Chicago students lose data to ransomware attackers

A recent breach notification has revealed some 490,000+ students were impacted by a ransomware attack last December.

Chicago Public Schools (CPS) disclosed on Friday that students may have had their data taken in a ransomware incident involving one of its vendors.

The ransomware attack happened last December at Battelle for Kids (BfK), based in Columbus Ohio, which develops services to provide innovation in schools for students and teachers.

Breaching education

Around 490,000 students and 56,000 employees found their data breached by those responsible for the ransomware. The data accessed by criminals, stretching from 2015 to 2019, included a variety of information potentially including:

  • Name
  • School
  • CPS email
  • Employee ID number
  • Battelle for Kids username

The notification breach says that home addresses, health/financial information, and social security numbers were not exposed.

Chicago Public Schools is offering free credit monitoring for those affected.

A late notification

The breach occurred in December but the notification did not, which raises several questions related to lateness of notification for those impacted. According to Bleeping Computer, the CPS contract with BfK means immediate notification of any data breach.

Despite this, it took no fewer than four months to get word out that something had occurred. Letters pertaining to the breach were sent out towards the end of April. The reason for this is that it took this long to verify the breach had actually taken place. That isn’t all, however. Other breaches related to the compromise of Battelle for Kids suggests private student data was revealed “as far back as 2011”.

According to the Chicago Sun Times, a spokesperson for CPS says the breach was “caused [and] exacerbated by BfK’s failure to follow the information security terms of their contract”. They go on to single out a failure to encrypt data and purge old records. We talk about ransomware breaches often, and frequently mention the benefits of having a sensible back-up plan. This sounds like a case which may well have benefited greatly from this approach.

Schools: a ripe target for ransomware

All forms of education are an increasingly popular place to be for ransomware criminals. Schools, Universities, and (as we see above) third-party organisations are all valid targets. Even if the schools have a watertight security setup, it may not be the case for external suppliers and other entities interacting with the data in some way.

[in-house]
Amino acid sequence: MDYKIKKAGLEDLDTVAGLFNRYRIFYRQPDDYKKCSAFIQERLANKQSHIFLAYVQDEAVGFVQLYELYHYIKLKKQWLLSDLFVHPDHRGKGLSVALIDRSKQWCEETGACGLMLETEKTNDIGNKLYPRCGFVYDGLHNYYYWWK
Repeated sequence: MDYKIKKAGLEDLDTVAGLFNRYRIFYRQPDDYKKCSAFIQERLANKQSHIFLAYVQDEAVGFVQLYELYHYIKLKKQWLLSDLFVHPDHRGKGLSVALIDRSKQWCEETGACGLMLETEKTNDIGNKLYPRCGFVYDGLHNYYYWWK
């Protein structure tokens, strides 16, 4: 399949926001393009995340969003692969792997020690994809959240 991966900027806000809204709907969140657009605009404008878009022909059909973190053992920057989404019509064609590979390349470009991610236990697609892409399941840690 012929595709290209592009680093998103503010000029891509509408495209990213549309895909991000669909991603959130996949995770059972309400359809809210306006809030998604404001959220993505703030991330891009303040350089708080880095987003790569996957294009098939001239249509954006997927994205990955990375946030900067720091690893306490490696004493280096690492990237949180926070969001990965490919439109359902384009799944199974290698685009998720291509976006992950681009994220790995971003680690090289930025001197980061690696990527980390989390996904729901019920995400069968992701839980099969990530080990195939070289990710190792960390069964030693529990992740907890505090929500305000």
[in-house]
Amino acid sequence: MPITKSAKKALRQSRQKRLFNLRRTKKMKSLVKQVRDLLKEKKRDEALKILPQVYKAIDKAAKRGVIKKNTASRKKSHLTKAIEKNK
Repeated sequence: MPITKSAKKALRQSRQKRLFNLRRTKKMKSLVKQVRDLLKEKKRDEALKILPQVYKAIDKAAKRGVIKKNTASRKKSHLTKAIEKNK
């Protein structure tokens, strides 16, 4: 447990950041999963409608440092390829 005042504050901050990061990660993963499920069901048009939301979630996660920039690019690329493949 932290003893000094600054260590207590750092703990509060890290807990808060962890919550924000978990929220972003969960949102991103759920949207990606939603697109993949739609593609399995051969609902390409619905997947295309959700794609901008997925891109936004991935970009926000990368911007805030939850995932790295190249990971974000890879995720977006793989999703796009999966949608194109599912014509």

Outbreaks in schools and universities may not be life-threatening in the way attacks on the healthcare sector can be. However, severe delays to applications, operations, and teaching generally can have a big impact on students.

Tips to avoid ransomware

  • Keep devices updated. Secure your devices with the latest updates and patches. It’s not just the Operating System you have to consider here. Outdated software and applications are frequently the launchpad for exploits leading to ransomware attacks.
  • Update your security software. Often your first line of defence, help it to help you by automating updates and scans.
  • Strengthen remote access. A common ransomware pitfall is leaving remote services unsecured. Provide a limit on password guess attempts for remote desktops. You can also combine remote services with multifactor authentication.
  • Avoid strange attachments. Booby-trapped Word/Excel documents are a big threat in these realms, especially where Macros are concerned.
  • Browser controls for bad ads. Malvertising is another method for dropping ransomware onto systems. Restricting certain features like JavaScript will help, though this may make some sites unusable in places. Dedicated extensions which control scripts more generally, tracking, or untrustworthy ad networks will also help.
  • Encrypt and back it up. Keep your data encrypted whenever possible, and get into the habit of backing up regularly. Store backups externally, away from the main network. Ensure your backups are stored in a logical way and not a confused mess of folders and files, so you can easily find and restore files if you need to.


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